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The Support Women Provide Is Still Undervalued

03/12/2016 08:01 EST | Updated 03/13/2017 05:12 EDT
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By Suruthi Ragulan, Women's Sexual Health Coordinator, Alliance for South Asian AIDS Prevention

I've been having a rough year.

I know we're barely into our third month of 2016 and it's still too early to make that call, but it feels painfully accurate to me. And as someone who prides herself on being a stoic and a (sometimes) rational person, these sudden feelings of loss feel so alien.

Aside from those teenage years where the lethal combination of high school combined with hormones created an emotional roller coaster so many adults are familiar with, I have mostly remained detached, venturing only into emotional territory long enough to wax poetic about a favourite celebrity or defend my never-ending love of Justin Bieber's newest album.

For so long I've prided myself on being someone who didn't display the typical emotionality that I associate with women. Now, that I have suddenly been forced to face my own emotional vulnerabilities it's been a hard journey. For the first time, I seem to require an emotional sherpa of sorts and it is the women in my life who have been able to provide an empathetic ear, advice and valuable insights. Their support has been vital to me and through this process I have realized how much work relating to another person on such an intimate level can be.

"Work" may seem like too callous a word for the act of helping another individual, but the support that women provide has been overlooked for too long. Bell Hooks recently posed the question, "has feminism failed women inside the home?" While women have made incredible strides in the workplace, they still bear the brunt of a gendered division of labour in their interpersonal relationships, and it extends way past who's going to wash up the dishes.

Overwhelmingly, women are the ones who help men make sense of their emotions, relationships and so often that work is overlooked. Society inherently ascribes women all the caring and nurturing qualities that are valuable in doing this emotional work, but it refuses to see this as a valuable contribution.

The impact is that women are simultaneously balancing extremely high expectations while also being devalued for what is seen as an innately feminine skill set. Women are constantly asked to weigh in on the personal trials and tribulations that the men in their lives face. We're all familiar with the sitcom trope of the chatty wife working with her silent and brooding husband to nurture some sort of emotional bond, a labour intensive task that is often met with little recognition or reward, and feminist movements are starting to take notice.

Not only are more women working outside the home, but they are also responsible for helping the men in their lives sift through their emotional issues with little recognition, compensation or support for themselves. In late 2015 #GiveYourMoneyToWomen went viral, asking men to take stock of all the ways that they demanded attention and care and to provide much-needed remuneration.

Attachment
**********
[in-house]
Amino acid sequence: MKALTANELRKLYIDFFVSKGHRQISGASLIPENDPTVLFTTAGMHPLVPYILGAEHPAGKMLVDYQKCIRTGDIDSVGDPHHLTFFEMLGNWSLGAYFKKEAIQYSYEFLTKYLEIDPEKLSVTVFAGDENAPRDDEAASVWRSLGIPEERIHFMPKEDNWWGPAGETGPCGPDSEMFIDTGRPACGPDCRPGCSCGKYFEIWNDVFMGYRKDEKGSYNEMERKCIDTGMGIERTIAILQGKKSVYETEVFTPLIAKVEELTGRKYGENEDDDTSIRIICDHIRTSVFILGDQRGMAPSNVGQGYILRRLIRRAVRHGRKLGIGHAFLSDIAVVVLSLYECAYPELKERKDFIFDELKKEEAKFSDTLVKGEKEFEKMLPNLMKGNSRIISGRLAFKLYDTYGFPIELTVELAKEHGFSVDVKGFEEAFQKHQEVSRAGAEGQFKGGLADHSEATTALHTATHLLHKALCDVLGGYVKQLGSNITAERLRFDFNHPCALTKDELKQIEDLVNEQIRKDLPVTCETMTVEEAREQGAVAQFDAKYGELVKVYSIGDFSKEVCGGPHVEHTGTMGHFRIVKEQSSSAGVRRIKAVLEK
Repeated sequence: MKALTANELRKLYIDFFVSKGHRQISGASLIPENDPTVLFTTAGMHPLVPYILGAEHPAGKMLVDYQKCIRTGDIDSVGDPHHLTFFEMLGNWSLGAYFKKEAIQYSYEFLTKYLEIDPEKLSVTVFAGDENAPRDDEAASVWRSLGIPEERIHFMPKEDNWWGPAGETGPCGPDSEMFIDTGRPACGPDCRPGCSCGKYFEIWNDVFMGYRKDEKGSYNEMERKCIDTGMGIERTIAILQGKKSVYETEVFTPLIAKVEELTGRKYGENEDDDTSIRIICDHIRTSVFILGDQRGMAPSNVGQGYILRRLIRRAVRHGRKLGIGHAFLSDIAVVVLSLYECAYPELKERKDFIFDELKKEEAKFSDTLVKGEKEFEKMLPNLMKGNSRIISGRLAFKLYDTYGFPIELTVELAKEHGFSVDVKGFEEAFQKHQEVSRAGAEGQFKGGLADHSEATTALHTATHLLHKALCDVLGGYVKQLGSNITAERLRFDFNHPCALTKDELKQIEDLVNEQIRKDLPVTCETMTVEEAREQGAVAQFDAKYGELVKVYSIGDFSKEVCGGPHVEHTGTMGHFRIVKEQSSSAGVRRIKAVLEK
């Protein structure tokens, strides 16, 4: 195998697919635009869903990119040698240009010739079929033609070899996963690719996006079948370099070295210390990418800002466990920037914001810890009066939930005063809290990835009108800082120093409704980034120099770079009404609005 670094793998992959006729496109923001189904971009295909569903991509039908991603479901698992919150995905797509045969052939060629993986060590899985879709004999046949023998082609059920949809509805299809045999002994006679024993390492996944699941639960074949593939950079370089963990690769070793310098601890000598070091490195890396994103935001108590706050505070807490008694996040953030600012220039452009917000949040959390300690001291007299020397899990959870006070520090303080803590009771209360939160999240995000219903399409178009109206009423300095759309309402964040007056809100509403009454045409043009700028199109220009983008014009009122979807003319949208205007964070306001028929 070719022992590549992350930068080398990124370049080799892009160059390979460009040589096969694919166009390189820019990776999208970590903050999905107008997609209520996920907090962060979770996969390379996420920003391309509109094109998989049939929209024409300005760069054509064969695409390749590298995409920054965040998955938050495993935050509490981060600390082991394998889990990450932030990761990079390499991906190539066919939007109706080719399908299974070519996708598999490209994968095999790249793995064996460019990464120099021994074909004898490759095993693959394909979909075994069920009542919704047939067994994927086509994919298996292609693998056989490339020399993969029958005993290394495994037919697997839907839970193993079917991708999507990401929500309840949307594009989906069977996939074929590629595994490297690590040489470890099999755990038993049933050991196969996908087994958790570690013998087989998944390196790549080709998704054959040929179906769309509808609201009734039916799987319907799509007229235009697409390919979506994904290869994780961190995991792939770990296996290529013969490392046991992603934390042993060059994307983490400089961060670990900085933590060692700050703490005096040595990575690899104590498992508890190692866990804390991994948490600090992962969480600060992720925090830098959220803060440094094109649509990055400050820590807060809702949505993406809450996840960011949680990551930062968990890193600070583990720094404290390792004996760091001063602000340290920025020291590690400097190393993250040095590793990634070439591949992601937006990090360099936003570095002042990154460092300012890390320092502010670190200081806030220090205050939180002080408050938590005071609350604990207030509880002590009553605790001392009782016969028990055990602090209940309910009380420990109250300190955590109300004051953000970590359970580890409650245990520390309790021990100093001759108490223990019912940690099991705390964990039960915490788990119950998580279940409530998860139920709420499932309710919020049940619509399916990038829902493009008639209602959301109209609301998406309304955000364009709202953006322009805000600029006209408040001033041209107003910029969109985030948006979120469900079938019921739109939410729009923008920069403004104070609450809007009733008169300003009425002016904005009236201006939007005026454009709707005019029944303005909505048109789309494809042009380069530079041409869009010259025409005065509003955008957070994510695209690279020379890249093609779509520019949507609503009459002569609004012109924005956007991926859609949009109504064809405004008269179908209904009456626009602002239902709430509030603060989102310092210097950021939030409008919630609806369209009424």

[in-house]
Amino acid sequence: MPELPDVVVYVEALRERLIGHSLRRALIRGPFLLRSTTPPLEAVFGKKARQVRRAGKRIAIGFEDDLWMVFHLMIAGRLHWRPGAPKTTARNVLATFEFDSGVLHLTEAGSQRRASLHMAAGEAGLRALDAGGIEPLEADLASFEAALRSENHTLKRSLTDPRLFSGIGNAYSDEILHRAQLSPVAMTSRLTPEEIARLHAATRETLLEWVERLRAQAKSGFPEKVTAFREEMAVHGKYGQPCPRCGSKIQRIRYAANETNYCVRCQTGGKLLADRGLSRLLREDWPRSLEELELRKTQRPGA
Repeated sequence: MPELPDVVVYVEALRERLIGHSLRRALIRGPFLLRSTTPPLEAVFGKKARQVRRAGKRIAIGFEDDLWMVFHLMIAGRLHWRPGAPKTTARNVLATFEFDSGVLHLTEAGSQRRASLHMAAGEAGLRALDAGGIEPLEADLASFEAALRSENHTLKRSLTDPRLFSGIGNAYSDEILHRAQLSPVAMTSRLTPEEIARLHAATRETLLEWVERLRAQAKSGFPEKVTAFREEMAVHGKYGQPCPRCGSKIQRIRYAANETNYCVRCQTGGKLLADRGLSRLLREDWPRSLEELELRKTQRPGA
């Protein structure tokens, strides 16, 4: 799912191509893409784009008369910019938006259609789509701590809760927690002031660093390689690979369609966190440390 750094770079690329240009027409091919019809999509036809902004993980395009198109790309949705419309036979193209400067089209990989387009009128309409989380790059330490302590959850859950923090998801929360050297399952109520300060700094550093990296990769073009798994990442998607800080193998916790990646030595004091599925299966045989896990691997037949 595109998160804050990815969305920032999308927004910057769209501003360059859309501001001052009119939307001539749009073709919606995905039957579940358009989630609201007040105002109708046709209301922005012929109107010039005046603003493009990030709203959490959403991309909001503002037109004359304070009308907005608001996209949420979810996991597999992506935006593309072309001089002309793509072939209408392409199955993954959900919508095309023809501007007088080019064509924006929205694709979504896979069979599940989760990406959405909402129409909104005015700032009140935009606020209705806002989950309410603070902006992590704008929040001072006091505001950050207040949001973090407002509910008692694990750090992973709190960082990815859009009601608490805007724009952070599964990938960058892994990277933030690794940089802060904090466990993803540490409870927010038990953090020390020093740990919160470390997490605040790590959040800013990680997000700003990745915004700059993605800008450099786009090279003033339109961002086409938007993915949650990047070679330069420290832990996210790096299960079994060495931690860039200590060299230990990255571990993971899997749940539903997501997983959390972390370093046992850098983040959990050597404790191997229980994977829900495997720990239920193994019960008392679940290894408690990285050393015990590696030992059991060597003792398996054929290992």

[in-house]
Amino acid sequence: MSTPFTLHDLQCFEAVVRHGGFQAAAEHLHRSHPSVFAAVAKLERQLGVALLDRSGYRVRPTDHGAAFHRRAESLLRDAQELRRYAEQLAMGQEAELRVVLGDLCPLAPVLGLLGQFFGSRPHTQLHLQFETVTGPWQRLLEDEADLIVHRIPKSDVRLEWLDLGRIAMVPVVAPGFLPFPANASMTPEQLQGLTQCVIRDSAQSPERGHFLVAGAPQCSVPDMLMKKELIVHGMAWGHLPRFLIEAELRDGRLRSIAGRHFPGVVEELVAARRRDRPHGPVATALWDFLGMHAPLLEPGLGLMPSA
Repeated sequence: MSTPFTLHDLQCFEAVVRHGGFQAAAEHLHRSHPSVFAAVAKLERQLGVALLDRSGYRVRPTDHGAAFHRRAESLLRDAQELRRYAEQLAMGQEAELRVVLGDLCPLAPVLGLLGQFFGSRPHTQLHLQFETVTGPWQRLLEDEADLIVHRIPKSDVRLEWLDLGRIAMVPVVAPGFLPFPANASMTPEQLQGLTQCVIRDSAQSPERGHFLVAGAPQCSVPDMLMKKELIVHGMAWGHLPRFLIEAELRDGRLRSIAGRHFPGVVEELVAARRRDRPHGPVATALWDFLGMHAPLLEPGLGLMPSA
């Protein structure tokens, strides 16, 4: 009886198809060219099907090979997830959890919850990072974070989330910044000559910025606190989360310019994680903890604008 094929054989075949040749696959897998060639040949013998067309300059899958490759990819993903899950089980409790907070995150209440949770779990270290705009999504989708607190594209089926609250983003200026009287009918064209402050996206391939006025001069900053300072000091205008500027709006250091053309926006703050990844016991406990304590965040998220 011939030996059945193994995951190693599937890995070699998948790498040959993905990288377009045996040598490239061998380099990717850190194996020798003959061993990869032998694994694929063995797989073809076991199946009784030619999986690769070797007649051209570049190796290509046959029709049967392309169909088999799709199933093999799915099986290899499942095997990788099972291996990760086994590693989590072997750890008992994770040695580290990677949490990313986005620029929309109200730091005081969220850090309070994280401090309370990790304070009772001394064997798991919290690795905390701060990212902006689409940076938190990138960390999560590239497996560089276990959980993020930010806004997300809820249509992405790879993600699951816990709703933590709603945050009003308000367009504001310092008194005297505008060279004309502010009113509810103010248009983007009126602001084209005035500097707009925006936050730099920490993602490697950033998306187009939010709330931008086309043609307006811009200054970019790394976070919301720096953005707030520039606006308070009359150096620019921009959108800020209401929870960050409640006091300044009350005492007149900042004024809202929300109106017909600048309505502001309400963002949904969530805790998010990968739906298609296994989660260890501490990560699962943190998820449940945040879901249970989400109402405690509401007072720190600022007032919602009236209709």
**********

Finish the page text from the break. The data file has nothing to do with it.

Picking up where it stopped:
Jess Zimmerman captures this sentiment perfectly in her piece "Where's My Cut?" writing, "Men like to act as if commanding women's attention is their birthright, their natural due, and they are rarely contradicted. It's a radical act to refuse them that attention. It's even more radical to propose that if they want it so f***ing much, they can buy it."

So, what does this mean for the women that I work with everyday? In doing frontline HIV education, it is no surprise that women reveal all the different ways in which they are stretched to their limits. Each year, International Women's Day offers us the opportunity to take stock of how much progress women in communities all around the world have made, and how much further we have to go. As we continue to fight against ingrained patriarchal structures that constrain us all, it is important that we advocate for increased recognition and a shared division of labour across all spheres including our emotional lives.

The HIV sector both in Canada and globally has long recognized that the ways that women navigate their personal relationships has a significant impact on risk. Shifting the dialogue to recognize how emotional vulnerability is as equally important as the physical is crucial to addressing gendered risk, as well as helping both ourselves and others develop crucial and healthy coping mechanisms.

Suruthi Ragulan is the Women's Sexual Health Coordinator at the Alliance for South Asian AIDS Prevention. She has over five years of experience working with diverse communities to develop tailored public health interventions both locally and abroad.

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This blog is part of an International Women's Day series produced by the Interagency Coalition on AIDS and Development (ICAD) in recognition of International Women's Day 2016 (March 8). The series runs during the week of March 7, 2016 and will feature a selection of blogs written by our member and partner organizations who will share their broad range. Each provides their perspective and their insight on what must be done to achieve UN Women's campaign of "Planet 50-50 by 2030: Step It Up for Gender Equality" as we embark on the race to meet our 2030 Goals for Sustainable Development.

Disclaimer: The views and opinions expressed in this blog series are those of the authors and do not necessarily reflect those of ICAD.